From Franklin Ashley’s interview of James Dickey in “The Art of Poetry No. 20” (The Paris Review: Spring 1976, No. 65): INTERVIEWER: You’ve known a great many poets personally. Do you find some common characteristic—in their madness, their vision, their discipline? DICKEY: I would have to put the answer in the form of a paradox. […]

Poetry: Johnny Mercer’s “Early Autumn”

Man, these are beatiful, evocative lyrics by Johnny Mercer: When an early autumn walks the land and chills the breeze and touches with her hand the summer trees, perhaps you’ll understand what memories I own. There’s a dance pavilion in the rain all shuttered down, a winding country lane all russet brown, a frosty window […]

David Foster Wallace on the importance of writing within formal constraints

From Larry McCaffery’s “Conversation with David Foster Wallace” (Dalkey Archive Press at the University of Illinois: Summer 1993): You’re probably right about appreciating limits. The sixties’ movement in poetry to radical free verse, in fiction to radically experimental recursive forms—their legacy to my generation of would-be artists is at least an incentive to ask very […]

From Philip Larkin’s “Aubade”

From Philip Larkin’s “Aubade“: I work all day, and get half drunk at night. Waking at four to soundless dark, I stare. In time the curtain edges will grow light. Till then I see what’s really always there: Unresting death, a whole day nearer now, Making all thought impossible but how And where and when […]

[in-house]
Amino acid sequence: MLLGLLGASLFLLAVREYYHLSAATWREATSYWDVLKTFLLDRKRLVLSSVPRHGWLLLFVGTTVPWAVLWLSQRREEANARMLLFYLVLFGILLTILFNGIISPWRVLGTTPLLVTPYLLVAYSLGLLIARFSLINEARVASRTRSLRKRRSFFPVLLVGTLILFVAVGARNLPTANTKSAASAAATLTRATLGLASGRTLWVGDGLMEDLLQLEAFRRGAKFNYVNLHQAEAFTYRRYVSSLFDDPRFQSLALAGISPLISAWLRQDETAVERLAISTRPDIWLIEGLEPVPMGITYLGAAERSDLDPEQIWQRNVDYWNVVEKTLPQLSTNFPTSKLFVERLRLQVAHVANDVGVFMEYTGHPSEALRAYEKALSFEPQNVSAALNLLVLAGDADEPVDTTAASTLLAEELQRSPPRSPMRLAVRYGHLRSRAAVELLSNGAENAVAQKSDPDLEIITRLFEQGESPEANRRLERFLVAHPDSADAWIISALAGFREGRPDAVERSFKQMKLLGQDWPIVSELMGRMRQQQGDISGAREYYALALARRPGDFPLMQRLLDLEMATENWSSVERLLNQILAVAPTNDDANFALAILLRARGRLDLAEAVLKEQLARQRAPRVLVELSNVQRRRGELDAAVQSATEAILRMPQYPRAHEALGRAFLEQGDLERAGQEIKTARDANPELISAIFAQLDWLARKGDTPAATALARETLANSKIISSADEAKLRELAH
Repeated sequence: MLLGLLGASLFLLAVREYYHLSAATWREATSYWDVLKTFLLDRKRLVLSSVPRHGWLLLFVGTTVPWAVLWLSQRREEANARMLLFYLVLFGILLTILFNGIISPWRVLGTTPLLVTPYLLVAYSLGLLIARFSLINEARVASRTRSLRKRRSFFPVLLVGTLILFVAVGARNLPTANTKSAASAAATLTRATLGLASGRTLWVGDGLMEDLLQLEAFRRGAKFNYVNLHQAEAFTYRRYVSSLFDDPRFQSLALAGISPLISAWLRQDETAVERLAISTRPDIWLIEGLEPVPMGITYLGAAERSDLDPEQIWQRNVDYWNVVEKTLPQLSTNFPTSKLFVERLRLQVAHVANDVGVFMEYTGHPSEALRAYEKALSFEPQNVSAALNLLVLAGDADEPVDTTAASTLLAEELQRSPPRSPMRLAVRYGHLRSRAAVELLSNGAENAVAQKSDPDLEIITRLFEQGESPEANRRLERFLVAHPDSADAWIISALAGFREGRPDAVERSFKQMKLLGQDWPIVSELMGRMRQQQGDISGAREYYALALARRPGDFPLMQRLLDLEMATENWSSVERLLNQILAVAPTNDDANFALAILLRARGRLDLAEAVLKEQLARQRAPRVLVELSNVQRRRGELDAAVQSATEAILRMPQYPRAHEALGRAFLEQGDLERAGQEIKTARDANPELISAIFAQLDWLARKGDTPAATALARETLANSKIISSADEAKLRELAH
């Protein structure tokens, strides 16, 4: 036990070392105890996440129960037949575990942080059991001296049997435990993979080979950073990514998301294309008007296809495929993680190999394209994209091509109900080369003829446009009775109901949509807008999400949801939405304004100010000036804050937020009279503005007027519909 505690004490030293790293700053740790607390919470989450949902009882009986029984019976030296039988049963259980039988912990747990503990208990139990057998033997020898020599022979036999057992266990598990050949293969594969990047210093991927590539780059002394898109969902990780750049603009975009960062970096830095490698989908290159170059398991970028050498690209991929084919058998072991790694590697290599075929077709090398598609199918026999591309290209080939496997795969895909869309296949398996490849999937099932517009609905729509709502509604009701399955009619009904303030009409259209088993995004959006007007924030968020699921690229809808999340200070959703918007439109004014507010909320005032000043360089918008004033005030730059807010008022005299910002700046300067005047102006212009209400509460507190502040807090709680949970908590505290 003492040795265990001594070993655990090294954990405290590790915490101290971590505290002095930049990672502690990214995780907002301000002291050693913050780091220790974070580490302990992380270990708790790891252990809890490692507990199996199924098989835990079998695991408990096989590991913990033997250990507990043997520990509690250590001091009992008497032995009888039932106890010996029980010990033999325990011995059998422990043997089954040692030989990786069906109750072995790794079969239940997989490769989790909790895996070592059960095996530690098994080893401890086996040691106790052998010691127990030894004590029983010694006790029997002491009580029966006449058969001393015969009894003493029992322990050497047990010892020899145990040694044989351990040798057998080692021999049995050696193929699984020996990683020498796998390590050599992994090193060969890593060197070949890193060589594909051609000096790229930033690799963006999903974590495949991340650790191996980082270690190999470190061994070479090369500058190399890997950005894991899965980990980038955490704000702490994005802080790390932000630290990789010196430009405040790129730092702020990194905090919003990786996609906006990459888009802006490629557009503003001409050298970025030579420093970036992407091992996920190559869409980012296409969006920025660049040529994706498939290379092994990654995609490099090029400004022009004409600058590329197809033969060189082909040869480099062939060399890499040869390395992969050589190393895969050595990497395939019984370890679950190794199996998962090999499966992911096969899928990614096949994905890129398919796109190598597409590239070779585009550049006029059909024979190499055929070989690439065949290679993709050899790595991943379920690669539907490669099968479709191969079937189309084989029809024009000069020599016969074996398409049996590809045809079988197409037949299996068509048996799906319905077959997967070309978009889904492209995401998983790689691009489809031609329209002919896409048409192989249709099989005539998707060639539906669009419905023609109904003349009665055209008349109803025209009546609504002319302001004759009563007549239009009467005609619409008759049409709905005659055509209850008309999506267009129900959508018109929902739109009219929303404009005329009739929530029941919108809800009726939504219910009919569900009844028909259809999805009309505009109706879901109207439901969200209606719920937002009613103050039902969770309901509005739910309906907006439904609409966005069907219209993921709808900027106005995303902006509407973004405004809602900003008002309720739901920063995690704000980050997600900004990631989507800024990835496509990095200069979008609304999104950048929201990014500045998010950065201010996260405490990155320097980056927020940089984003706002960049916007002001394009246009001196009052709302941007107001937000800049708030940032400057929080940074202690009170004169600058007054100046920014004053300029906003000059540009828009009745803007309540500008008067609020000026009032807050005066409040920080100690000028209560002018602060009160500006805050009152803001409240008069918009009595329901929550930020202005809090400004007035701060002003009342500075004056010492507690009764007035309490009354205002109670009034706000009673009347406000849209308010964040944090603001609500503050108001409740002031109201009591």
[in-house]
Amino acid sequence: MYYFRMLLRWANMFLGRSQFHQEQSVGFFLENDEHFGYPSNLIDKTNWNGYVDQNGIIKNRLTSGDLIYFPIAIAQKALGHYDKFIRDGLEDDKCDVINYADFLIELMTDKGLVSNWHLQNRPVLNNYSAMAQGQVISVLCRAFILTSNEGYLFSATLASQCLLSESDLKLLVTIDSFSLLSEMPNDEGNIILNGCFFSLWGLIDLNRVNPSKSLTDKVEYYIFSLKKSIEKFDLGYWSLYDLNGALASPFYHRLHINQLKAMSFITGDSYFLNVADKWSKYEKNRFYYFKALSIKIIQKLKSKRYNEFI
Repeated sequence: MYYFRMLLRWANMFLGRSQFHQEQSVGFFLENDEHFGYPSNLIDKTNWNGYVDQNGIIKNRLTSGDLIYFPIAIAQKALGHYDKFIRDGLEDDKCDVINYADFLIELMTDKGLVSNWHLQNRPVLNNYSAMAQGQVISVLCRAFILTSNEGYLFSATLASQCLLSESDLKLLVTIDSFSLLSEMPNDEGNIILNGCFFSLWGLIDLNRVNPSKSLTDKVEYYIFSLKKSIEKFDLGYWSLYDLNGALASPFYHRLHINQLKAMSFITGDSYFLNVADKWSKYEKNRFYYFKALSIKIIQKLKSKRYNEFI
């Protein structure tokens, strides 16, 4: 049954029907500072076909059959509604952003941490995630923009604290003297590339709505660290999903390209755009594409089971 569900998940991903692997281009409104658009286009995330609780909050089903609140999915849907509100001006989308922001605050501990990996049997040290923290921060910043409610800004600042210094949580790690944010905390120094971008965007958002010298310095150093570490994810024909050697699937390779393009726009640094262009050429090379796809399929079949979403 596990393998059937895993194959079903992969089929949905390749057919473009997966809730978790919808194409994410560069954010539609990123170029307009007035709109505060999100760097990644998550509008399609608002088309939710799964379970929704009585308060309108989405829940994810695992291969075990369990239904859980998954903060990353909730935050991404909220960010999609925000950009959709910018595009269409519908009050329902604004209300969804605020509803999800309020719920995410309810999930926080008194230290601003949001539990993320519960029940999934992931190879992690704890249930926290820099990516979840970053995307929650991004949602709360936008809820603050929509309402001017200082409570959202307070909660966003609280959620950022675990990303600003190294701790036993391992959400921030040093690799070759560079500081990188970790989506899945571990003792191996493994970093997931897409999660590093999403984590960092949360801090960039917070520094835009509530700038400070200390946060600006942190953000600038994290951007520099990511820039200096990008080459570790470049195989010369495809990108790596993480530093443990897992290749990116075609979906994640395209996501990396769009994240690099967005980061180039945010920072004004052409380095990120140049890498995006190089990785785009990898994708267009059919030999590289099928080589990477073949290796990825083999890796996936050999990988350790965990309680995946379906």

A grammarian’s haiku

So my friend Carrie is helping me edit my latest book in progress, and we got into an email discussion about the way I write & the edits she made. She sent me this haiku, which I thought was great: I cannot abide a run-on sentence, ever. Sentence fragment, yes.

Wordsworth’s “spots of time”

From Wordsworth’s The Prelude 12.208-218 (1805 edition): There are in our existence spots of time, That with distinct pre-eminence retain A renovating virtue, whence–depressed By false opinion and contentious thought, Or aught of heavier or more deadly weight, In trivial occupations, and the round Of ordinary intercourse–our minds Are nourished and invisibly repaired; A virtue, […]

A programmer’s poem

From dive into mark: First, the poem itself (there are many versions, this is just one): < > ! * ' ' # ^ ” ` $ $ – ! * = @ $ _ % * < > ~ # 4 & [ ] . . / | { , , system halted In […]

Another awful poet

Scotland’s worst poet, William Topaz McGonagall: From “The Tay Bridge Disaster”: Beautiful Railway Bridge of the Silv’ry Tay! Alas! I am very sorry to say That ninety lives have been taken away On the last Sabbath day of 1879, Which will be remember’d for a very long time. … Or here’s a few lines from […]

She’s a poet and don’t know it

So I’m listening to Car Talk on NPR, hosted by Tom and Ray, AKA Click and Clack, the Tappet Brothers, and this woman calls in, and she says this: Well hello, Click and Clack, My name’s Mary Mack, And I’m from Portland, Oregon. And I thought, my God, but that scans really well. Try it […]